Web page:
Last fall, a new special topics course blended history and literature in a unique opportunity for Saint Anselm College students to engage with the humanities. 

In the interdisciplinary course led by History Professor Matthew Masur Ph.D., HU 301: Stories of War allowed students to view military conflicts through the lens of various sources, or “stories of war,” including memoirs, reportage, short stories, novels, poetry, film, music, and art.

“In Stories of War, we discussed a range of topics that often aligned themselves with real world and current affairs,” explained History and Secondary Education major Isabella Langella ’25. “We discussed the morality and ethics behind current wars mostly during the Science Fiction portion of the course. We were able to compare hypothetical war stories and the ethical questions being posed by those stories to understand and discuss the ethical nature of certain events that were happening in Ukraine.”

Professor lecturing classroom

The course units covered three wars – World War I, the Algerian War, and the Vietnam War – as well as a science fiction unit—each taught by a guest faculty member or pair representing Humanities departments on campus. Additionally, the class brought in current events and made the connections between past and present. During the semester, the war in Ukraine was ongoing and the current conflict between Israel and Gaza erupted. While these conflicts are different from the ones studied in the course, they were often used as a frame of reference in class conversations. 

“It’s unlike any other course at the college,” said Masur. “The students learn about the topic from a group of knowledgeable and passionate faculty.” 

Masur also noted that with only 10 students in the cohort, the student-faculty ratio was often 2:1.

Course instructors included Professors Hugh Dubrulle Ph.D.,Philip Pajakowski Ph.D., and Masur of the history department, Professors Ann Holbrook Ph.D. and Meoghan Cronin Ph.D. of the English department, Professor Susanne Rossbach Ph.D. of the modern languages department, and Professor Joshua Tepley Ph.D. of the philosophy department. 

“The faculty members were the best part of the course,” said International Relations major Jacob Akey ’24. “Each one was an expert with a deep decades-long interest in the conflicts they taught.”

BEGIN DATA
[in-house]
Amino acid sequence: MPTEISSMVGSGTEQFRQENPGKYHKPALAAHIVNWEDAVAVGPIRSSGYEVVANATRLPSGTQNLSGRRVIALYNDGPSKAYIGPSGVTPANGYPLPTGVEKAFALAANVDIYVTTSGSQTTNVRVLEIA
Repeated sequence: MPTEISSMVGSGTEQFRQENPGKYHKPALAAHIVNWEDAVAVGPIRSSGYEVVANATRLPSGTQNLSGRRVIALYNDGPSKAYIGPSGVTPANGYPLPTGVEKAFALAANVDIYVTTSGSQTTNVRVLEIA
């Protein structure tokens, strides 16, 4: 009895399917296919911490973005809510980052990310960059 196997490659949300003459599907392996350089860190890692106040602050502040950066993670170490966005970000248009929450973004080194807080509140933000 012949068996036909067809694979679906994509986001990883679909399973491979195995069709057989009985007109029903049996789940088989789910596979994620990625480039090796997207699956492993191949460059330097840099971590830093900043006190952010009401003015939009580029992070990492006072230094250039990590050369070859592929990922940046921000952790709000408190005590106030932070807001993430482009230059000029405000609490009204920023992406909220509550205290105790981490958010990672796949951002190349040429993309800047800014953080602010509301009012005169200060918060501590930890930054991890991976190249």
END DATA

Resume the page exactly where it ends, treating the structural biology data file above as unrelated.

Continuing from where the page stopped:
The course explored the different experiences of wartime — including combat, civilian life during the war, Post-Traumatic Stress Disorder, and the social, political, and economic impact of war — and how these experiences are conveyed through art forms. 

Upon offering the course, one of Masur’s goals was to help students appreciate the human element of war. Students read stories such as The Return of the Soldier by Rebecca West, a World War I novella about a soldier who loses his memory as a result of a traumatic combat experience, and The Mountains Sing by Nguyen Phan Que Mai, a novel about the Vietnam War’s impact on an individual family. 

“All of the works we looked at provided unique examples of the cost of war, and aided in our understanding of the wars we studied,” said Langella. 

Professor lecturing classroom

As with other Humanities courses and discussions, Stories of War challenged students’ existing beliefs on the subject. Langella credited the stories of the Vietnam War, and particularly Bao Ning’s novel, The Sorrow of War, with broadening her perspective.

“[The novel] provided insights into the actualities of the Vietnam War from the perspective of a Vietnamese fighter, which is often lacking when discussing the war in the United States – we usually focus on the American experience,” she shared.

Throughout the semester, the class met in the Gregory J. Grappone Humanities Institute space, located in the Boiler Building on campus. The Institute’s new home was recently dedicated in July 2023 in memory of its namesake, Greg Grappone ’04. Grappone was a Great Books major and passionate supporter of the Humanities. 

“Our class was held on the top floor, which was perfect for seminar classes,” said History major John Risso ’24. “The layout of the classroom facilitated discussion, which helped us analyze and hear different perspectives on the sources we read.” 

While this was the first semester Stories of War was offered at the College, it generated praise from the students and faculty instructors alike.

“The fact that this course was taught by multiple faculty allowed students to directly experience the value of bringing a range of perspectives and approaches to learning. This is an essential aspect of a liberal arts education, and I appreciate the efforts of the faculty to model this so successfully for our students”, said Sheila Liotta, Vice President for Academic Affairs. 

“I would love to offer the course again,” said Masur. “The great thing is that the structure allows the course to be modified or adapted quite easily. We could swap out one of the units and add a new unit about an entirely different conflict.”

Students echoed Masur’s enthusiasm for the subject matter. 

“I would absolutely take this class again; it was one of my favorite classes I took this past semester,” commented English major Evangeline Rockwell ’25. 

“I hope this course is offered in the future so that the next generation of Anselmians can experience it,” echoed Akey. “It was truly one of a kind.”


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